Indeed WTI rallied as much as 7% off the intraday lows before finishing the day with a +5.33% gain, the most since April 8th. Brent also rallied +5.92% and closed at the highest level ($48.69/bbl) since August 30th. WTI is up a further +0.20% this morning. The rest of the energy complex got a boost too with Gasoline (+6.03%) and Heating Oil (+5.75%) in particular up sharply. Oil sensitive currencies gained with the Russian Ruble (+1.35%), Norwegian Krone (+1.00%) and Canadian Dollar (+0.89%) coming out top. Unsurprisingly it was energy stocks which dragged US equities up from early session lows. The S&P 500 was down as much -0.38% but swung to a +0.53% gain by the closing bell with the energy sector alone up over +4%. Oil heavyweights Exxon Mobil (+4.40%), Chevron (+3.20%), Schlumberger (+3.56%) and ConocoPhillips (+6.97%) all leading the sector higher. In credit markets CDX IG ended 2bps tighter.
The move by OPEC to a preliminary agreement to cut production to 32.5m barrels per day is the first reduction since 2008 and according to our commodity strategists would lower 2017 production by 1.1m barrels per day based on their assumptions. The early indications suggest that the agreement may follow the outline of an Algerian proposal for a 1.6% reduction from the Jan-Aug averages for all member countries apart from Libya, Iran and Nigeria. Under this proposal, Iran would be permitted to raise production only up to 3.7m barrels per day which is a small increment from its reported August production of 3.64m barrels. The devil is in the detail though and as our colleagues highlight the precise country level production quotas will not be decided until the November 30th OPEC ordinary meeting. As a result countries may not act to reduce output until December. A more complete assessment of the overall impact will likely depend on the eventual shape of the final agreement which we might have to wait until the end of November to get, along with the potential participation of any non-OPEC producing countries.
So there are still the details to iron out and perhaps the greater question is whether or not the market will trust OPEC to follow through with action and actually cut. Waiting until November also brings a kicking the can type element to all this and one would imagine that implementing the individual country quotas could be where the disputes start but to be fair the preliminary agreement is certainly more than most would have expected.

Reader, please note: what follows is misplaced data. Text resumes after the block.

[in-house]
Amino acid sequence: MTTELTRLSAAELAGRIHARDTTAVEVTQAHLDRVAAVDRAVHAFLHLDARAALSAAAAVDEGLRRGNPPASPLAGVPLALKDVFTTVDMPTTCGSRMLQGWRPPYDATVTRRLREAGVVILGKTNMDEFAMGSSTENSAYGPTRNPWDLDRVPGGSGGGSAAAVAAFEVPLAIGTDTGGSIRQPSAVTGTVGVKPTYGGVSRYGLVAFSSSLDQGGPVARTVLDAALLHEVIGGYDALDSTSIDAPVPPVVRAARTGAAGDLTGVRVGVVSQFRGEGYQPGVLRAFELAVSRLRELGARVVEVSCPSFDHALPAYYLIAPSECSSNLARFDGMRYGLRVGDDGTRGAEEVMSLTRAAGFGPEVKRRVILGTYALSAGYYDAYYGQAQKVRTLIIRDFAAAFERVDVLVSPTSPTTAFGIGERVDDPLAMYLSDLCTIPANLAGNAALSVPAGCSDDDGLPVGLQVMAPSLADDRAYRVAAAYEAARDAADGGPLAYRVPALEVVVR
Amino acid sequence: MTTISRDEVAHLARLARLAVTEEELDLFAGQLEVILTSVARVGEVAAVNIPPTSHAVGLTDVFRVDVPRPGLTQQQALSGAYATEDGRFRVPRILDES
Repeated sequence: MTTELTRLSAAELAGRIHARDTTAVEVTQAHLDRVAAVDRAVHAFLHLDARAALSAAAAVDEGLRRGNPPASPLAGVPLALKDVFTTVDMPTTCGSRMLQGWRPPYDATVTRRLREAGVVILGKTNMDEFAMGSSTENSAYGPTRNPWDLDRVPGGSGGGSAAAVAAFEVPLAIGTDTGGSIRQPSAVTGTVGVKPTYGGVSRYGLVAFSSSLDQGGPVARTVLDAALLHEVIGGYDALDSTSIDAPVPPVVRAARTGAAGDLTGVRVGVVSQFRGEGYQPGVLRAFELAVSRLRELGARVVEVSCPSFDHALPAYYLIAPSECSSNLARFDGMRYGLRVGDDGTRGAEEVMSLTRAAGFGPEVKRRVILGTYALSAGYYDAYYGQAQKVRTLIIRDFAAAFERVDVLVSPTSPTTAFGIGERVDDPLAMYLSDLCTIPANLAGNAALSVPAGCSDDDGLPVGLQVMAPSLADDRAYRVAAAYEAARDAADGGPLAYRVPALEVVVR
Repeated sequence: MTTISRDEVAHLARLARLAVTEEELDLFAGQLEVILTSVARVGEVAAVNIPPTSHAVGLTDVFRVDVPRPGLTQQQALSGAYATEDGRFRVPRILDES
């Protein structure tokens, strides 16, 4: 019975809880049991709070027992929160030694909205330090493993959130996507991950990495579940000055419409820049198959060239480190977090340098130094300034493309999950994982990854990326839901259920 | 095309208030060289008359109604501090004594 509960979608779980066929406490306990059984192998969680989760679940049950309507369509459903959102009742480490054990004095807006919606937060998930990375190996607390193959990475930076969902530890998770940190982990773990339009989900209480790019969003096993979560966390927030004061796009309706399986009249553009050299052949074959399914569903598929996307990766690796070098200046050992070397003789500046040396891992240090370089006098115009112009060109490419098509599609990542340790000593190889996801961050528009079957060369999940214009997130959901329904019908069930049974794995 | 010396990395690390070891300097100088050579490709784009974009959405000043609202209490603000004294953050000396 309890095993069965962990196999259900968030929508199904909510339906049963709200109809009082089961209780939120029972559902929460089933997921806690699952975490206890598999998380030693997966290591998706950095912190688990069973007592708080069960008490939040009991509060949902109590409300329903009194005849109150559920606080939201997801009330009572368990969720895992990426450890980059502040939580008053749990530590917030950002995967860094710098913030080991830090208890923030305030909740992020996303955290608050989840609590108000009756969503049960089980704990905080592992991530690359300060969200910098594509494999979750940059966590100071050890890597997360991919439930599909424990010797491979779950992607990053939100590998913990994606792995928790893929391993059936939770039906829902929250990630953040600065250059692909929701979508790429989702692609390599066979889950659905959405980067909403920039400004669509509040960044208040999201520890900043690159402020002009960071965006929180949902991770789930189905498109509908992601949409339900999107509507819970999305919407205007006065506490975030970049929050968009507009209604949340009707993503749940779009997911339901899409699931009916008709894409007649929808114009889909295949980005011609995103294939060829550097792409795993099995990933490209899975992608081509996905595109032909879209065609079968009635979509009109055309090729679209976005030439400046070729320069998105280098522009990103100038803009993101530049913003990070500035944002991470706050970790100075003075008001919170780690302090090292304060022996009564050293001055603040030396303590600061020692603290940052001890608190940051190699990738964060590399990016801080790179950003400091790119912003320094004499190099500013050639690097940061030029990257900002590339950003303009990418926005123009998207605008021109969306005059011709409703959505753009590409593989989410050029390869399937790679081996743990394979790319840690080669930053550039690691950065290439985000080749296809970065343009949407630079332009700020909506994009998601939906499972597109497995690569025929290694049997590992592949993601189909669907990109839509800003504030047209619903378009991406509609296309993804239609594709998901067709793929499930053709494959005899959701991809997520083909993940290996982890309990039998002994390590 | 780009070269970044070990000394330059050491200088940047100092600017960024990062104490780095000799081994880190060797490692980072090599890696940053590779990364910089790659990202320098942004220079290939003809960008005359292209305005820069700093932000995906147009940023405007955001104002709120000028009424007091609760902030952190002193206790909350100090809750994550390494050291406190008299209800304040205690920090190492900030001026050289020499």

This morning in Asia bourses are off to a decent start and it won’t come as a surprise to hear that the energy sector is leading the way. The Nikkei (+1.42%), Hang Seng (+0.34%), Shanghai Comp (+0.68%), Kospi (+0.81%) and ASX (+0.93%) are all up with energy sectors generally up between 3% and 6%. Emerging market currencies are on the whole stronger this morning while the Yen has weakened -0.60%. Credit indices are also 1-2bps tighter while US equity index futures are also pointing towards to positive start. The only data released this morning came in Japan where retail sales disappointed last month (-1.1% mom vs. -0.6% expected).
Staying in Asia, yesterday our Chief China Economist Zhiwei Zhang published a report titled ‘China’s Property Bubble’. Zhiwei believes that a property bubble is rising in some Chinese cities. After conducting a bottom up analysis of 252 land auctions in ten cities, Zhiwei found that property prices have already risen 23% yoy in these cities, but soaring land auction premiums revealed a very high expectation of further property price inflation. He notes that if property prices stay at the current level, developers in 105 cases may lose money, accounting for 53% of total land sales value. If property prices fall by 30%, these numbers would go up to 181 cases and 81% of total land sales value. Zhiwei and his team also believe that the risk of a bubble is spreading to more cities in China and notes that if the property cycle trends down from here with prices falling 10% nationwide, some 28% buyers in land auctions since July 2015 may lose money. The loss could be around RMB243 billion. To avoid a collapse of the property bubble Zhiwei is expecting the PBoC to cut interest rates in Q2 next year and loosen liquidity conditions. He has also trimmed his 2018 GDP forecast to 6%, but kept his 2017 forecast at 6.5% based on policy easing.